Perusing the long list of local candidates who qualified for public office last week, I was surprised to see a large number of Justice of the Peace (JP) and Constable candidates in Bossier Parish. Not really aware of the work these folks do, it was a good time to research these offices.
JPs and constables run in specific districts of the parish; their terms are for six years.
Per state law, qualifications for JP and constable candidates include being “… of good moral character … a resident of the ward and district from which elected and able to read and write the English language correctly.” These candidates must also possess a high school diploma or the equivalent.
Candidates for these offices must be under the age of 70 – unless they are currently serving or were elected to their office on or before August 15, 2006.
Once elected, every Justice of the Peace and constable is required to attend at least one of the Justice of the Peace Courses offered by the Louisiana Attorney General’s office every other year.
State law dictates that there is one constable for each justice of the peace court – with exceptions based on population. In parishes with populations exceeding 400,000, the elected constable can appoint as many deputies as he/she deems necessary.
A Justice of the Peace court has concurrent jurisdiction with the state district court in the parish in which both are located. JP courts have jurisdiction over issues concerning the possession or ownership of movable property, the value of which does not exceed $5,000. These courts also hear eviction matters concerning leased property regardless of the value, in both residential and commercial situations. Additionally, these JP courts can address a variety of issues involving parish ordinances.
A JP can administer oaths, notarize sworn statements, bills of sale and a number of other legal documents involving movable property only. A JP can also perform marriage ceremonies.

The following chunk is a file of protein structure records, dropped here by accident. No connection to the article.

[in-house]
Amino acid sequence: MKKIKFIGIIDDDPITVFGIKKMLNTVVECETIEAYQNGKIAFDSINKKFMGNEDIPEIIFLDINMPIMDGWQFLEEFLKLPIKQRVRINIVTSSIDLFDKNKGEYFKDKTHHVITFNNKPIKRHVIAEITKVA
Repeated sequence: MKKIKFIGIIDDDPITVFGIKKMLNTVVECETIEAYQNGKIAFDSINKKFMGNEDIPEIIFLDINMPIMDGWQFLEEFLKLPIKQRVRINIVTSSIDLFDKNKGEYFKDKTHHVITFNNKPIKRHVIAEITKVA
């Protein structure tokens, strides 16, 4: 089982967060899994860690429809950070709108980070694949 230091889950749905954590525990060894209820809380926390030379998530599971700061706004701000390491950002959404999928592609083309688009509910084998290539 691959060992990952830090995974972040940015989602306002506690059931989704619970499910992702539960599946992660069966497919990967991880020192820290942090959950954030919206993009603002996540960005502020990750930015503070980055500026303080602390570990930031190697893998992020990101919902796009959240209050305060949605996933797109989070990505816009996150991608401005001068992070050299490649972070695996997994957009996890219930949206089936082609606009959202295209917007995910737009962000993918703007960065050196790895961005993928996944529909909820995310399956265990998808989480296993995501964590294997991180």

JP courts have limited jurisdiction and state law prohibits these courts from handling a long list of legal matters, including cases involving title to immovable property, civil or political rights cases, divorce, adoption, succession and probate matters, and a host of other matters that must be handled at the district court level.
But JP courts do have some criminal jurisdiction “… as committing magistrates and shall have the power to bail and discharge …” (La. R.S. 13:2586C(1))
Constables serve these courts much as our local sheriffs departments serve district courts, issuing summons and serving subpoenas. A constable of a JP court can sell property ordered seized by the court at public auction, and act as a prosecutor in certain cases before the JP court.
In Bossier Parish, the Bossier Parish Police Jury pays each of the parish’s seven Justices of the Peace and constables $300.00 per month. The state pays each $100.00 per month. Bossier Parish Treasurer also noted that, “neither JPs nor constables are eligible for group health, dental or life insurance.”
But they can collect other fees, such as filing fees for suits and the various motions or additional documents filed in a matter before the JP court – a lengthy list of these fees is found in state statutes. Along with that list, state law also directs how these fees are handled; fifty percent of each fee or deposit is retained by the JP for fees and operational expenses – the other fifty percent goes to the constable for the fees and expenses of his office. A constable can also collect fees for service of legal papers and for other acts performed by the constable’s office.
JP courts and constables take some of the load off of district court and local law enforcement agencies by handling many, many issues in more timely manner than can be addressed by the higher courts.
Marty Carlson is a columnist for the Bossier Press-Tribune. She may be reached via email at email@example.com